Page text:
news Hosting and domain name specialist Melbourne IT announced today that it had entered into an agreement to acquire its biggest rival, Netregistry for $50.4 million, in a move that will ensure the fortunes of the company’s founder Larry Bloch but also potentially create a giant with close to monopoly powers over the Australian domain name space.
“The proposed transaction will bring together two of Australia’s leading web-services businesses, generating significant benefits for customers, employees and shareholders of both companies,” said Peter Findlay, acting CEO of Melbourne IT, in a statement announcing the deal.
Larry Bloch, founder and CEO of Netregistry commented: “This transaction validates the tremendous success the Netregistry team have had since 1997 in building a leading web services business. The merged entity will benefit from the leading products, management team and efficiencies of both companies. I look forward to joining the board of Melbourne IT and being involved as the businesses are integrated, evolve and grow their services”.
The payment will be made via a combination of cash and scrip at the election of the Netregistry shareholders. Shares constituting between 4.99% and 9.99% of Melbourne IT’s outstanding shares will be offered to Netregistry shareholders with the balance in cash. This translates into between 4.3 million and 9.3 million shares in Melbourne IT and between $38 million and $45 million in cash.
Simon Jones, Melbourne IT’s Chairman commented: “Melbourne IT and Netregistry have long-held respect for the other’s business; they will now integrate for mutual benefit. We look forward to welcoming the Netregistry team and jointly tackling the growth opportunities in online services. I am particularly looking forward to welcoming Larry Bloch to the Melbourne IT Board with his depth of knowledge of the online services sector and thought leadership.”
According to Melbourne IT, the acquisition has numerous benefits for Melbourne IT and Netregistry, including: the assimilation of customer-facing platforms, which the pair said would “enhance customer experience and product usability”; the ability to offer “best in class domain registration & management, email and web hosting products”; the integration of Netregistry’s management team, with “deep experience in the SMB segment” and efficiencies in the consolidation of infrastructure.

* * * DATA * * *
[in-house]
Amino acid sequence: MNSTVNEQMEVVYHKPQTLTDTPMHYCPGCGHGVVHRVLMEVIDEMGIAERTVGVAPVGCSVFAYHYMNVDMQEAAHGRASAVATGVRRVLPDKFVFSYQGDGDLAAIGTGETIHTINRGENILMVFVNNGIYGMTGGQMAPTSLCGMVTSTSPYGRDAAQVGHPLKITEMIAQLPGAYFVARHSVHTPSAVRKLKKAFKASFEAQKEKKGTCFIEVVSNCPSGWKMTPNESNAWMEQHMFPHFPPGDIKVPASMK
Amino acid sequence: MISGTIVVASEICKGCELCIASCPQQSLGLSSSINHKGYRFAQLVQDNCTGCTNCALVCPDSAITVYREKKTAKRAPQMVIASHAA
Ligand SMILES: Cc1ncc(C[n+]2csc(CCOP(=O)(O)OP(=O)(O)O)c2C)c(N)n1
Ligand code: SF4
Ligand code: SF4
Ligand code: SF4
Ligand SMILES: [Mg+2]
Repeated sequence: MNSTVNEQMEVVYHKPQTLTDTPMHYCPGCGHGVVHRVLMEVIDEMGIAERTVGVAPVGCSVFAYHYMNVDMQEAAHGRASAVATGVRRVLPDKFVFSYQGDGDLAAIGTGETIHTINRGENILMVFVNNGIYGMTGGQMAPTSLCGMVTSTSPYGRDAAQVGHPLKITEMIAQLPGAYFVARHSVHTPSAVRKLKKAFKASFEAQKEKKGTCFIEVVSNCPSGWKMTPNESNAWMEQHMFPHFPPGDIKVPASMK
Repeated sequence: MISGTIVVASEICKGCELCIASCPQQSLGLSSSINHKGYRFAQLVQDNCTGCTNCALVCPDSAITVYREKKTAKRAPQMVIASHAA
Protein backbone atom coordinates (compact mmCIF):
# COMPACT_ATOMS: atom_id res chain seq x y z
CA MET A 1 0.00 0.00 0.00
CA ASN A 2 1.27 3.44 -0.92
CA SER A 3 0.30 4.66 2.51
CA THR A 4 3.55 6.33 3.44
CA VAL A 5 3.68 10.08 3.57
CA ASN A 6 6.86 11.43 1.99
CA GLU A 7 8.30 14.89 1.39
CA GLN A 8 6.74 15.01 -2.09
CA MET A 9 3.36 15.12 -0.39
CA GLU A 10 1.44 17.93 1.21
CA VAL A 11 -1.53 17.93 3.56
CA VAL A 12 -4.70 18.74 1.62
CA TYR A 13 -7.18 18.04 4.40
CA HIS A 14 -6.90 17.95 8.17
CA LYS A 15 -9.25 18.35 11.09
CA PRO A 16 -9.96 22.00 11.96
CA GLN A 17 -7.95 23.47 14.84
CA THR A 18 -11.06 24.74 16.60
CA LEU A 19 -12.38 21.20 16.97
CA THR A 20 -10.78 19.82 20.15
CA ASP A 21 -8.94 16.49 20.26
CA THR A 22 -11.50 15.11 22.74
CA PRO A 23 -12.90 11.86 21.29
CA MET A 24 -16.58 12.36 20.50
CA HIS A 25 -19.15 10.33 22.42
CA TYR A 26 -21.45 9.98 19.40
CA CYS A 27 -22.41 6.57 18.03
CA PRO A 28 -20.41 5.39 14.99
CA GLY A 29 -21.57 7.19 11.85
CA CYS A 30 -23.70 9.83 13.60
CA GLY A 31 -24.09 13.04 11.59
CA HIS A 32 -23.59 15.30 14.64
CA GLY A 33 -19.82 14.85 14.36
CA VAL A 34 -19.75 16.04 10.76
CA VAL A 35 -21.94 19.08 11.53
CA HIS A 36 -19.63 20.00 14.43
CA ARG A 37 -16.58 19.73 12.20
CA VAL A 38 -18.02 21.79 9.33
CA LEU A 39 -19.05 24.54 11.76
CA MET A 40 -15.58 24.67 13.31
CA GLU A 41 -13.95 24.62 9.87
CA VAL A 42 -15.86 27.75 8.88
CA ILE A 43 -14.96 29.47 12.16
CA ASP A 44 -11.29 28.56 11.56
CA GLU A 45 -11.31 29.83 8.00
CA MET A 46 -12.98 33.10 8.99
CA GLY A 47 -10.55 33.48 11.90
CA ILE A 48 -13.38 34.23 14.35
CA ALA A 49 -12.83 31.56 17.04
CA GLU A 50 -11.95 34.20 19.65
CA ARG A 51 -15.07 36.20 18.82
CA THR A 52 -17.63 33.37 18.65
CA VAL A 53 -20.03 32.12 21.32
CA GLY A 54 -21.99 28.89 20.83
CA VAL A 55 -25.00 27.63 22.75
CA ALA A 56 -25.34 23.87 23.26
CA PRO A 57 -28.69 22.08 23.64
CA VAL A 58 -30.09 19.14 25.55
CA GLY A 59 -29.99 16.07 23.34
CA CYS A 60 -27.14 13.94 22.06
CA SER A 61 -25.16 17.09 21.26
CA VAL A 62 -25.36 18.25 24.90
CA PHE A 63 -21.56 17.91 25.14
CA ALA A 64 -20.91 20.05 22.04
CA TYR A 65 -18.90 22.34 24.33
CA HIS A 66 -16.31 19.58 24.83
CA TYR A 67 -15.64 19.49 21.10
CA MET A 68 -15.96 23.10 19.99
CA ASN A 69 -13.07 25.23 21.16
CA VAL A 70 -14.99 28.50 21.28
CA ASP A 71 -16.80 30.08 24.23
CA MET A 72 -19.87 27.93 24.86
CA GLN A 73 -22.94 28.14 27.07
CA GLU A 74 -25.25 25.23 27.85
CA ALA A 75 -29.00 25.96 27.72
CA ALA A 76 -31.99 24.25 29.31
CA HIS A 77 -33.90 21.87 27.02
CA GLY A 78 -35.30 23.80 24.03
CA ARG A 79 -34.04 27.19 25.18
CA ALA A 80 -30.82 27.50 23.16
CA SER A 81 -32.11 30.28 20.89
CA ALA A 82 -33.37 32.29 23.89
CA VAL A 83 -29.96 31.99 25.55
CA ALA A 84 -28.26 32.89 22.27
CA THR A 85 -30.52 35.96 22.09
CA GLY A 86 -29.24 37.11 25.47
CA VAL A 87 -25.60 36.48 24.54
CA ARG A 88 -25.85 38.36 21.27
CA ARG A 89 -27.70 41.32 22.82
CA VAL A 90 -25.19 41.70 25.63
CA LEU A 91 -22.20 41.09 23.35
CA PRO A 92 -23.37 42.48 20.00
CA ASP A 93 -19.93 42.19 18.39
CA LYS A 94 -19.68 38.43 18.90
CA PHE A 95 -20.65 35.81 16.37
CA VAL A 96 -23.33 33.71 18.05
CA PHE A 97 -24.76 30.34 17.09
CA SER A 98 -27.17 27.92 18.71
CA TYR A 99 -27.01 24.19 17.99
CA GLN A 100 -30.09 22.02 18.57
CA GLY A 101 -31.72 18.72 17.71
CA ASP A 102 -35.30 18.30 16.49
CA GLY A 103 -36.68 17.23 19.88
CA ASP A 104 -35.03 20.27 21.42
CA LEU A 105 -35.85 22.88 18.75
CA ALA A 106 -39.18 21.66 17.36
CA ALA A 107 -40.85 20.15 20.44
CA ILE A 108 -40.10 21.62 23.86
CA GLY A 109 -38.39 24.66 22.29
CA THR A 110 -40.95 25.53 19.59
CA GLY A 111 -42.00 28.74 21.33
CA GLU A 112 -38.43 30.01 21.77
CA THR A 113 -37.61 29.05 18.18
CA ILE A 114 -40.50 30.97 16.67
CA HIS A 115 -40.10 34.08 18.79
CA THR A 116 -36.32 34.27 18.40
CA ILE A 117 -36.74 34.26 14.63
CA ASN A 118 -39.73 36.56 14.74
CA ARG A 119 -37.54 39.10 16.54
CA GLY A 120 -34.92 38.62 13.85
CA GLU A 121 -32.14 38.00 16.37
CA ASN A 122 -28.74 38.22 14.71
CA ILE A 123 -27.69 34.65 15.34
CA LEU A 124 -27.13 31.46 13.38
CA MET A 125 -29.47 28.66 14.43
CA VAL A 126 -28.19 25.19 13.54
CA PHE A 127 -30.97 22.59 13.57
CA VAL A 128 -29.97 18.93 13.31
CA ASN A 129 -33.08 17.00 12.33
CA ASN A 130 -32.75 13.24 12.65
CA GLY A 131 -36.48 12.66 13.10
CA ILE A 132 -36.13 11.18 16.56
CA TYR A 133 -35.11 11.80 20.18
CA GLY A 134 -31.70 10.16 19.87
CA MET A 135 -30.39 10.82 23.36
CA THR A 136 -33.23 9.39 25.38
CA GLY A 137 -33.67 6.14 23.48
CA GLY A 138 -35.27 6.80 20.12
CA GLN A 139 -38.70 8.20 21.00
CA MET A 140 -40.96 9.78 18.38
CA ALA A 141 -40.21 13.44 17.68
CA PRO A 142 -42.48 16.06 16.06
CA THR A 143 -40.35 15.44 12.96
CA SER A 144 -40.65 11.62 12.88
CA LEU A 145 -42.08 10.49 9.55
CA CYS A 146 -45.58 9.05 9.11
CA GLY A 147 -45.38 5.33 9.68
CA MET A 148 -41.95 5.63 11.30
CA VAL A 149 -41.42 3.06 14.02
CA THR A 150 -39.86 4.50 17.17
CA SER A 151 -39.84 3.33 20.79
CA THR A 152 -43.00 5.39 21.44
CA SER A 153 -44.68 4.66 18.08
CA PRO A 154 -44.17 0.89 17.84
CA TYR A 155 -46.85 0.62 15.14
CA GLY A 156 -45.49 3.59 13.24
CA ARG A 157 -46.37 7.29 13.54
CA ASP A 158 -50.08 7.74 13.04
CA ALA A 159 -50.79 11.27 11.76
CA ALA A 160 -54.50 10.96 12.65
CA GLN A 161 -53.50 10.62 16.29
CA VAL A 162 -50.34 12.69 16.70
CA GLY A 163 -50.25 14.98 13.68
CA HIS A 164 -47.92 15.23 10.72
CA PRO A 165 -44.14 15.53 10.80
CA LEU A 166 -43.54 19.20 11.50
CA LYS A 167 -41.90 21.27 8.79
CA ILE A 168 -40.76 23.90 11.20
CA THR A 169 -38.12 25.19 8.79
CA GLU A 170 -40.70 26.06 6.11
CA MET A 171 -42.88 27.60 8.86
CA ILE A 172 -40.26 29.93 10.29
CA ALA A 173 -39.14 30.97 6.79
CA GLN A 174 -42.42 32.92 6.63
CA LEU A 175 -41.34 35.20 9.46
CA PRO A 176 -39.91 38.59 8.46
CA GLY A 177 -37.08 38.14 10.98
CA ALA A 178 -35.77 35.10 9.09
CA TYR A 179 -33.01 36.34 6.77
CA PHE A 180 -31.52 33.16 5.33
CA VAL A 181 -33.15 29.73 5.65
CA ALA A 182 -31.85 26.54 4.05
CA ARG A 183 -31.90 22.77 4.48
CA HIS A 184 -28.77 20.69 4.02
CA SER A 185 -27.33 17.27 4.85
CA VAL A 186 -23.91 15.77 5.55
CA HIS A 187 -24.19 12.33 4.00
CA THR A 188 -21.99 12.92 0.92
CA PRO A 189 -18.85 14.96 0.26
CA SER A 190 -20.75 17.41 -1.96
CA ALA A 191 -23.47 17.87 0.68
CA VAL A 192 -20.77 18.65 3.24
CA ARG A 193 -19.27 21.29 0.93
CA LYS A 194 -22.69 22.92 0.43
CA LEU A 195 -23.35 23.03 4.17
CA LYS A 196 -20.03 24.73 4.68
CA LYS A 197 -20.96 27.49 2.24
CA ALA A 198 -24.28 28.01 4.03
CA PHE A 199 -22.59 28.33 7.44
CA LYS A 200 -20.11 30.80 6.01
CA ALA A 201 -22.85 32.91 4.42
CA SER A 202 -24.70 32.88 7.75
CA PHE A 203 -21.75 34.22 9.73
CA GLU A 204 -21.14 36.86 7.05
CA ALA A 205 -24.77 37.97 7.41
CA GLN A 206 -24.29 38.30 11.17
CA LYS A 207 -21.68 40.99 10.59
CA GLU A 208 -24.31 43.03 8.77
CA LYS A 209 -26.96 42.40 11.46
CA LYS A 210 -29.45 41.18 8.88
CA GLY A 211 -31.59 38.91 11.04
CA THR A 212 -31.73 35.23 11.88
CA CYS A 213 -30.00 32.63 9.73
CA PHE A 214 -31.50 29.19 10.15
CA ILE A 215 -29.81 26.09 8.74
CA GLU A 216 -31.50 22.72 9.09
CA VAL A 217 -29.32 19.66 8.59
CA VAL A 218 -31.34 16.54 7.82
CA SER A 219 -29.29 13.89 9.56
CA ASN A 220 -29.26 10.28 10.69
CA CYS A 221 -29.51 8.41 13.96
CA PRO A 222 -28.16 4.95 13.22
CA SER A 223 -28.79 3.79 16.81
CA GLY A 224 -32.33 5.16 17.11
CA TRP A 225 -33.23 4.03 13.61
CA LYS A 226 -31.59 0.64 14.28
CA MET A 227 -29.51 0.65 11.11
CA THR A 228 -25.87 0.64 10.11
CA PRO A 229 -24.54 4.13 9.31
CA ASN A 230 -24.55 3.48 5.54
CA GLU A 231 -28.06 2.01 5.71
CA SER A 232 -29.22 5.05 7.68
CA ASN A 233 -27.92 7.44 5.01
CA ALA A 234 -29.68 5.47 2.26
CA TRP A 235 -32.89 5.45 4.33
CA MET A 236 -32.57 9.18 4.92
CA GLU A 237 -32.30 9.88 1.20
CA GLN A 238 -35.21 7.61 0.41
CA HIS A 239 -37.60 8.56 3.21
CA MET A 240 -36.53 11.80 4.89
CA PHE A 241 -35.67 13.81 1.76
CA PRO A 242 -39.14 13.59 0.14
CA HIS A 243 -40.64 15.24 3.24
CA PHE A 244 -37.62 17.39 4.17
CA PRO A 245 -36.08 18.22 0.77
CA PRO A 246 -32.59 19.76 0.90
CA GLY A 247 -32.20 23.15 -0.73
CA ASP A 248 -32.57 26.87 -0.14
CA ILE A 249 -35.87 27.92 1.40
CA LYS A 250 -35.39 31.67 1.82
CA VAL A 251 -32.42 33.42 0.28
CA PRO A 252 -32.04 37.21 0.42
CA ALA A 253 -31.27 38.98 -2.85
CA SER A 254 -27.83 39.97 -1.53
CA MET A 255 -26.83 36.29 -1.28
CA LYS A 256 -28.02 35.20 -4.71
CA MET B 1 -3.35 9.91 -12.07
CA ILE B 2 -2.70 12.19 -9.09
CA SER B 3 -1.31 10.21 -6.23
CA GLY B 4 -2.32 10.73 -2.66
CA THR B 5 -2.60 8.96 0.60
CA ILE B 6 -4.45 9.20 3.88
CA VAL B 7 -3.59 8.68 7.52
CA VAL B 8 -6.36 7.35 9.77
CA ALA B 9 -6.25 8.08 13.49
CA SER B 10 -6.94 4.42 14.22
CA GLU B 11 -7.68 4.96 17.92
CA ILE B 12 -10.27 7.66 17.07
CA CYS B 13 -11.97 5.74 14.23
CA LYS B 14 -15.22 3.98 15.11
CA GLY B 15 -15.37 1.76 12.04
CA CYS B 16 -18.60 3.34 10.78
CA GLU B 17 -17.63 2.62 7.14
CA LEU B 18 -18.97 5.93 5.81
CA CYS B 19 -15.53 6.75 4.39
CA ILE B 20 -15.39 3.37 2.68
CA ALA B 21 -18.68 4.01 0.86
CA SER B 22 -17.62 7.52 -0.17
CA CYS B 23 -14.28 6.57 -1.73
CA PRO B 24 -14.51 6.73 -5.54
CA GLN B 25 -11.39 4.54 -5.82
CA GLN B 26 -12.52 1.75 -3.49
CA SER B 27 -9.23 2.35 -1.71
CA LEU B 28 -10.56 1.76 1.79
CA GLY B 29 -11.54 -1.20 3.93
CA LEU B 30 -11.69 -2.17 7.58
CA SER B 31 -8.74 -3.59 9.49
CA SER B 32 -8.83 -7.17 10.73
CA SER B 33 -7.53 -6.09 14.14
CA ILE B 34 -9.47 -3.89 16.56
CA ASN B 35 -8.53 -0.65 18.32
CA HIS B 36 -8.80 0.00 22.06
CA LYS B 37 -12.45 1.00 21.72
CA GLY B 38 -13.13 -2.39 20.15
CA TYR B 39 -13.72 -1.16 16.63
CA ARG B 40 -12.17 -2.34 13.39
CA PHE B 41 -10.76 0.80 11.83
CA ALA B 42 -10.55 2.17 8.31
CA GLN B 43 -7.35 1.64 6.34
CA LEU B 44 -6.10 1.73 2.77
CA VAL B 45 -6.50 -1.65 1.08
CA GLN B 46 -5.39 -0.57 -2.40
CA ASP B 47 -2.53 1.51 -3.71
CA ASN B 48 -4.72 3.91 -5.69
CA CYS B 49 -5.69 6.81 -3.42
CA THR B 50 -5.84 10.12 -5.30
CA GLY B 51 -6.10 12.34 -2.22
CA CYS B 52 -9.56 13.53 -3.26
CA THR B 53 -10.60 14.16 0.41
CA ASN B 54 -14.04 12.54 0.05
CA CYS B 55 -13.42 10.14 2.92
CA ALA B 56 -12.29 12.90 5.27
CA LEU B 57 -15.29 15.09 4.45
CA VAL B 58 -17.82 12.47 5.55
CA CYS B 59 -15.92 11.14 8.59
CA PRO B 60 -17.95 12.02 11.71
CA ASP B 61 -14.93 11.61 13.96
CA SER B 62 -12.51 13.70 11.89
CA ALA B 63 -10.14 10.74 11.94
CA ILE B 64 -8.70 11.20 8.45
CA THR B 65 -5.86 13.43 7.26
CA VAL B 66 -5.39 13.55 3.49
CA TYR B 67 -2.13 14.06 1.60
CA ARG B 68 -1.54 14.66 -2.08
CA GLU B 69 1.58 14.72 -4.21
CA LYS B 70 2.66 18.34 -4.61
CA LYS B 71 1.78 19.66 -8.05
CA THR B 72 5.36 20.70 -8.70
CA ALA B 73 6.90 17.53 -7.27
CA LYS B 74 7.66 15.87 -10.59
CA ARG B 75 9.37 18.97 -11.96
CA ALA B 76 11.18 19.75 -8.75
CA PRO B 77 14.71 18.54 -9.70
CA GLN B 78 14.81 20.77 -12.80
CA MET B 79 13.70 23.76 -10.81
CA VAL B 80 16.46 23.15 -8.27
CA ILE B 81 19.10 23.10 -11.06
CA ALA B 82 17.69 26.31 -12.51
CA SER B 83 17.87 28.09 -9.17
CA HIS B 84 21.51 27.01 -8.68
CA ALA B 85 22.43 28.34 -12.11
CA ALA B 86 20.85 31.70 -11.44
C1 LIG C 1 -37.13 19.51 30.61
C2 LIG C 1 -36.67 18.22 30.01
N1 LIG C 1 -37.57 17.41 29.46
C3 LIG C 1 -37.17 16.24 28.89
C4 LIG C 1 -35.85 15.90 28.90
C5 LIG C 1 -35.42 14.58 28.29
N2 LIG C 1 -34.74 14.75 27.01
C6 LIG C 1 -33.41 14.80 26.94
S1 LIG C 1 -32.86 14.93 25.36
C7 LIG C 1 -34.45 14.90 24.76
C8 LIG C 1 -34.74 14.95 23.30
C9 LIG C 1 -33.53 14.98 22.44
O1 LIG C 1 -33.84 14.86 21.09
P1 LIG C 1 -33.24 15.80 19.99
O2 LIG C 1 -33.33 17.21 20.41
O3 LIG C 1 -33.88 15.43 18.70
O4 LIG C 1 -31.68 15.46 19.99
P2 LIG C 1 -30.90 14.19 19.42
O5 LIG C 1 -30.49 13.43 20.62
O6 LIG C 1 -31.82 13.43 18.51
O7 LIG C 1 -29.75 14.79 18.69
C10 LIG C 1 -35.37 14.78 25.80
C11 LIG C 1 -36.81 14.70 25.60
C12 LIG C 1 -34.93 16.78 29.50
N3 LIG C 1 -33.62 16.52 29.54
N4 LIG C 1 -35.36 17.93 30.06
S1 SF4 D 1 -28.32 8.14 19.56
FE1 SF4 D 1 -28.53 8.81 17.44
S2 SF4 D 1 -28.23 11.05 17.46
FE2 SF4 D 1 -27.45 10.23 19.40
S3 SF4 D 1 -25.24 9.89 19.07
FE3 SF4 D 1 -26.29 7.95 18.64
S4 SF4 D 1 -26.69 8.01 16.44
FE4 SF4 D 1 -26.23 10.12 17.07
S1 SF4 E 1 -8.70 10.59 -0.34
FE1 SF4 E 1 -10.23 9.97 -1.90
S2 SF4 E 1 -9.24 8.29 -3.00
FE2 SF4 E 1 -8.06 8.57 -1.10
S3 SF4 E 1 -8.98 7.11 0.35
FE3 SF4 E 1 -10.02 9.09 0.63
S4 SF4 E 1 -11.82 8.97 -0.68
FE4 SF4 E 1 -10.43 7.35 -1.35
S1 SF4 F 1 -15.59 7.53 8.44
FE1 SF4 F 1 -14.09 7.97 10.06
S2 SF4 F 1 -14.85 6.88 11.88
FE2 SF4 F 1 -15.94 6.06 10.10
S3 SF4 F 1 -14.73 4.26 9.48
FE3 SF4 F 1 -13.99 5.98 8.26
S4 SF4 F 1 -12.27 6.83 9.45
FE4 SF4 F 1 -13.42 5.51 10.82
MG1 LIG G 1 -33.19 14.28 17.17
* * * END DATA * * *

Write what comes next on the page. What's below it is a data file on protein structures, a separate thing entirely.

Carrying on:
The transaction is subject to regulatory approvals, including by .au Domain Administration (auDA), and is expected to close during the first half of calendar 2014. Melbourne IT was advised on the acquisition by Gresham and Gilbert + Tobin, supported by PwC and Ernst & Young. Netregistry was advised by Grant Samuel Corporate Finance and Allen & Overy.
The acquisition has the potential to consolidate Australia’s small domain name industry sharply, with Netregistry being Melbourne IT’s largest Australian rival in terms of domain names and a strong web hosting rival as well.
Melbourne IT was initially the only domain name seller in Australia in the 1990’s, but the market was eventually opened up to competing sellers. Netregistry quickly took a large slice of the market, including through several acquisitions of its own, such as PlanetDomain in 2007 and TPP Internet in 2009. In 2007 Netregistry said it had 27 percent of market share of the Australian domain name market, and in 2009 Netregistry said it had overtaken Melbourne IT has the largest seller of domain names in Australia, as well as being 20 percent ahead of the number three player.
It is unclear at this point whether .au Domain Administration, the Australian domain name regulator, could block the merger on competition grounds, but the Australian Competition and Consumer Commission would be likely to have the power to do so.
The news will also bring one of the most outspoken and high-profile executives in Australia’s Internet space within the wings of one of its oldest companies, and a long-term rival. Netregistry founder Larry Bloch is known in the industry for his ability to create controversy. For example, in May 2009 the executive was forced to defend Netregistry’s use of women dresses in naughty nurse outfits to promote Netregistry at Australia’s largest trade fair CeBIT.
According to Bloch, as reported by ZDNet at the time, the costumes really had all been about the medical theme — a little fun — and were not supposed to have been offensive. “I think it’s political correctness going gang busters,” he said.
I don’t have a lot of data in front of me regarding the actual market share of Netregistry and Melbourne IT in the domain name and hosting space. However, I suspect that between them, the pair would be likely to command a massive slice of the Australian market in these areas.
Web hosting isn’t really an issue … it’s easy enough to set up an Amazon Web Services server these days, and there are plenty of options competing with the pair. But when it comes to domain names … well, put it this way: Pretty much everyone I know is with Melbourne IT, Netregistry or both. Delimiter uses Netregistry for our cluster of domain name assets. I’m not thrilled by the news that I am suddenly a Melbourne IT customer, and I’m sure many other people will be equally unhappy at the prospect.
I don’t want to deny Bloch his multi-million-dollar payday. But personally I think the ACCC or auDA will need to look at blocking this deal. It’s clearly bad news for Australian consumers and will drastically limit competition in the domain name space. I don’t think Netregistry and Melbourne IT should be allowed to come together. I’d much rather see Bloch find another path if he wants to find an exit strategy for his group.
Image credit: Netregistry